Sailor V is harder for me to pinpoint (I’d need more time than my work schedule morning break I’m on at the moment), but it was originally a one-off piece published August 3, 1991. I don’t know offhand when it became serialized, but it may have started April 1992. It ran until July 3, 1997.

I never really looked into these dates before. I’d read that she worked on the two series concurrently. But when you consider Sailor V is 16 chapters to Sailormoon’s 60 chapters (plus various short and long side stories), it looks like Sailor V took a back seat to Sailormoon. It also looks like the one-off spurred Sailormoon, but Naoko maybe wanted to continue Sailor V once Sailormoon got off the ground. (Just idle speculation on my part. I’m sure there are interviews out there with actual details.)

If I remember right, there are some cameo appearances, like Usagi and Naru walking by in the background in a chapter of Sailor V. I’ve also read that the events of Sailor V cannot fit into the timeline of Sailormoon.

It is interesting to consider Sailor Venus’s appearance (rough estimate without looking into it, maybe August 1992) was alongside Sailor V’s still being early on in its run (at best, maybe six chapters).

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Act.25 対決—DEATH PHANTOM

Notice: In the tankoubon release, this is labeled 「Act.23 再生—NEVER ENDING」.

Edit: I failed to mention, this is another tankoubon Act that was double-length, and was later split in two.

Here is the final page of the Act.

This Act appears in the following releases:

  • Tankoubon vol. 7
  • Shinsouban vol. 5
  • Kanzenban vol. 4

We’re down to two Acts left in the Shinsouban and Kanzenban volumes. The story continues in Shinsouban volume 6 and Kanzenban volume 5.

Notice: The Kanzenban release has two side-stories in volume 4. Due to these being spread around between releases (such as roughly volume 11 in the Tankoubon release, and volumes 11 and 12 in Shisouban, and scattered about in Kanzenban), the weekly reading schedule is skipping side stories for now.

But don’t let me stop anyone who wants to read them now! For anyone who wants to get to know the characters better, these first two short stories feature Chibiusa in the first and Rei in the second.

Participation

  • I’m reading along (ready for Act.25)
  • I’m taking my time (still on an earlier Act)
  • I’ve gone on ahead (Act.26 and beyond)
  • I’m no longer reading this series

0 voters

You can always change your answer later if you’d like.

Pages

Release First Last
Tankoubon 4 50
Shinsouban 142 189
Kanzenban 142 189

(Last pages are estimated.)

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Thank you for the information about the tankoubon version! I should really remember to check the home thread, but I never do, so you are saving me.

The tricky thing for me was I forgot that this arc has two long acts that were each split in two. The splits tend to happen near the end of a story arc, where a lot of action happens.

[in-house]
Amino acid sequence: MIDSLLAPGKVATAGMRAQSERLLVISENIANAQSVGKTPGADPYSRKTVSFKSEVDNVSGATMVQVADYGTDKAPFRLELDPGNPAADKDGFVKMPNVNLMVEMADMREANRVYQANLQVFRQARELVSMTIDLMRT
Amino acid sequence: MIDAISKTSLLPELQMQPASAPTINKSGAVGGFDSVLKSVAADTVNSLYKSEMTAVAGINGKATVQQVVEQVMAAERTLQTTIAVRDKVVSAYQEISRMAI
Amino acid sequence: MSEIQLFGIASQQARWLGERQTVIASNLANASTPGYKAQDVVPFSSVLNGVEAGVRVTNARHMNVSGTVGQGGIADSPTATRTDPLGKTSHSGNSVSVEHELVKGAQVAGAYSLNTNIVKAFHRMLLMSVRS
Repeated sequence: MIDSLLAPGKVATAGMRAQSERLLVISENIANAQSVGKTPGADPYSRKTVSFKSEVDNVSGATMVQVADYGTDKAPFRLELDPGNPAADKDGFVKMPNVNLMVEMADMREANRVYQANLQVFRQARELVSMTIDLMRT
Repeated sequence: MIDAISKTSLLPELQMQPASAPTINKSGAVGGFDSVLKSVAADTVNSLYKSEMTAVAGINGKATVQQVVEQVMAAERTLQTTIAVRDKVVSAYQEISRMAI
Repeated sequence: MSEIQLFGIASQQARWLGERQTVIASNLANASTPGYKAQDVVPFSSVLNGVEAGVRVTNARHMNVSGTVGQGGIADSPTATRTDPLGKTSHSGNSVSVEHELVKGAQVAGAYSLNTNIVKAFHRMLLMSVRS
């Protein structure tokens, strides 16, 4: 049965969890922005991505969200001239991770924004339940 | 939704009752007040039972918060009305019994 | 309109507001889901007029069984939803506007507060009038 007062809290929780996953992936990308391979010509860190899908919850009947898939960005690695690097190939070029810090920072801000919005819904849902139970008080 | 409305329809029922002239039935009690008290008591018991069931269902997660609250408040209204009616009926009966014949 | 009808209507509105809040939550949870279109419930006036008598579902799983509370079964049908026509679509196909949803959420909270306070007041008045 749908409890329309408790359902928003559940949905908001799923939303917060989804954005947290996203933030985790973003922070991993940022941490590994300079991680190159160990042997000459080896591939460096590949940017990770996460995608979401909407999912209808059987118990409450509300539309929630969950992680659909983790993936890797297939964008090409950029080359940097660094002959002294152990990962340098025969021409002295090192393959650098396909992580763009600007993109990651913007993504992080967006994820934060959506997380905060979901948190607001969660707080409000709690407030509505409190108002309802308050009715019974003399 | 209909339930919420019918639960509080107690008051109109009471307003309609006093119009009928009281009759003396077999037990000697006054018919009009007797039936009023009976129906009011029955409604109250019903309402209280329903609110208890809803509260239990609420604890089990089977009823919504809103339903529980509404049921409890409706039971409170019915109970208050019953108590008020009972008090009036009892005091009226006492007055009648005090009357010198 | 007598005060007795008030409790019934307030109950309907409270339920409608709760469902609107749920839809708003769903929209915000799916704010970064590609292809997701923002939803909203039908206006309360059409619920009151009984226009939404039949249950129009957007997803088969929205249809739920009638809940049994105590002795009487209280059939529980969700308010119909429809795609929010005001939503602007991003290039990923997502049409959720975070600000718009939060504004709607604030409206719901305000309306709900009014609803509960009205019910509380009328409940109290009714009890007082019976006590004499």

After the current split act, the next one (following a one-act-per-week schedule) comes up in September. In that case, there’s a super-long act that was split into three acts on re-release. (I’ll of course try my best to mention that when it comes up!)

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Well ahead now, but thoughts from my recent blind trip through Act 25:

Act thoughts
  • I love that the all-cast illustration preceding the chapter in the Kanzenban doesn’t help clarify anything. Also, I was a bit confused by Chibiusa’s two classmates appearing here, as the Kanzenban saves their introduction for the back of the volume.

  • Pluto’s sacrifice takes up a huge chunk of the chapter, and I think it makes an effective bit of tension and pay-off for her small arc of frustration over not being able to more directly help. Also a fitting way to restore Chibiusa to normal.

  • Then again, I don’t know how … great the message about hugs and kisses not being the only proofs of affection are, versus watching over and thinking of someone from afar, if Chibiusa is saying she never gets that kind of physical affection from her parents. They aren’t exactly stranded far away from her. They all live in the same castle.

  • The spatial distortions caused by the encroaching Nemesis as it attempts to destroy them are petty funky.

  • I wondered if Demande mightn’t get some moment of redemption, but he’s dispatched rather bitter and crazed as he attempts to take everyone out before Nemesis has the pleasure. Ah well. He didn’t deserve anything else.

  • Nemesis/Death Phantom drawing them all into its core to provide access to its weakness is a bit baffling, but somewhat alleviated by revelations next chapter (or rather, later in the same chapter, in earlier releases). Plus maybe—ignoring “next chapter’s” revelation—he was simply overconfident in his ability to absorb the Silver Crystal from there. Orrrr … I guess I can speak more about how to make sense of these scenes after everyone’s through the content for next week.

On a side note, the official SM YouTube channel has been uploading episodes of the '90s anime, so I watched the first episode of S earlier, as that’s the arc I’m in in the manga. It is … jarring.

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I’m still here, back on Act 19!